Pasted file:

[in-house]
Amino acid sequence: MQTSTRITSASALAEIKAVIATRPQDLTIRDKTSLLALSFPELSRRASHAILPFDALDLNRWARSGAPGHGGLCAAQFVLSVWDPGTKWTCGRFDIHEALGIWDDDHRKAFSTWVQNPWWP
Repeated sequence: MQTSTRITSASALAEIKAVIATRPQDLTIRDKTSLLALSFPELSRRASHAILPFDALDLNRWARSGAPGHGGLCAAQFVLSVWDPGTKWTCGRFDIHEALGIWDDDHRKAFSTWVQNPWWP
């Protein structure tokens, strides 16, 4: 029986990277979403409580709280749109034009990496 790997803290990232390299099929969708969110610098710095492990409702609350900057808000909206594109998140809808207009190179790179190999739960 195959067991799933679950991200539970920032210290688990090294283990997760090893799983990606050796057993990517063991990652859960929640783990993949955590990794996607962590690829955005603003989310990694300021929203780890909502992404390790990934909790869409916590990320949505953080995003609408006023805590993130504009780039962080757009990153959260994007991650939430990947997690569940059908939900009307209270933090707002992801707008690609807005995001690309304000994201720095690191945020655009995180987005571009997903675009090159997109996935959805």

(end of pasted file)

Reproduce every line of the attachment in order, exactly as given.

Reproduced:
[in-house]
Amino acid sequence: MQTSTRITSASALAEIKAVIATRPQDLTIRDKTSLLALSFPELSRRASHAILPFDALDLNRWARSGAPGHGGLCAAQFVLSVWDPGTKWTCGRFDIHEALGIWDDDHRKAFSTWVQNPWWP
Repeated sequence: MQTSTRITSASALAEIKAVIATRPQDLTIRDKTSLLALSFPELSRRASHAILPFDALDLNRWARSGAPGHGGLCAAQFVLSVWDPGTKWTCGRFDIHEALGIWDDDHRKAFSTWVQNPWWP
């Protein structure tokens, strides 16, 4: 029986990277979403409580709280749109034009990496 790997803290990232390299099929969708969110610098710095492990409702609350900057808000909206594109998140809808207009190179790179190999739960 195959067991799933679950991200539970920032210290688990090294283990997760090893799983990606050796057993990517063991990652859960929640783990993949955590990794996607962590690829955005603003989310990694300021929203780890909502992404390790990934909790869409916590990320949505953080995003609408006023805590993130504009780039962080757009990153959260994007991650939430990947997690569940059908939900009307209270933090707002992801707008690609807005995001690309304000994201720095690191945020655009995180987005571009997903675009090159997109996935959805």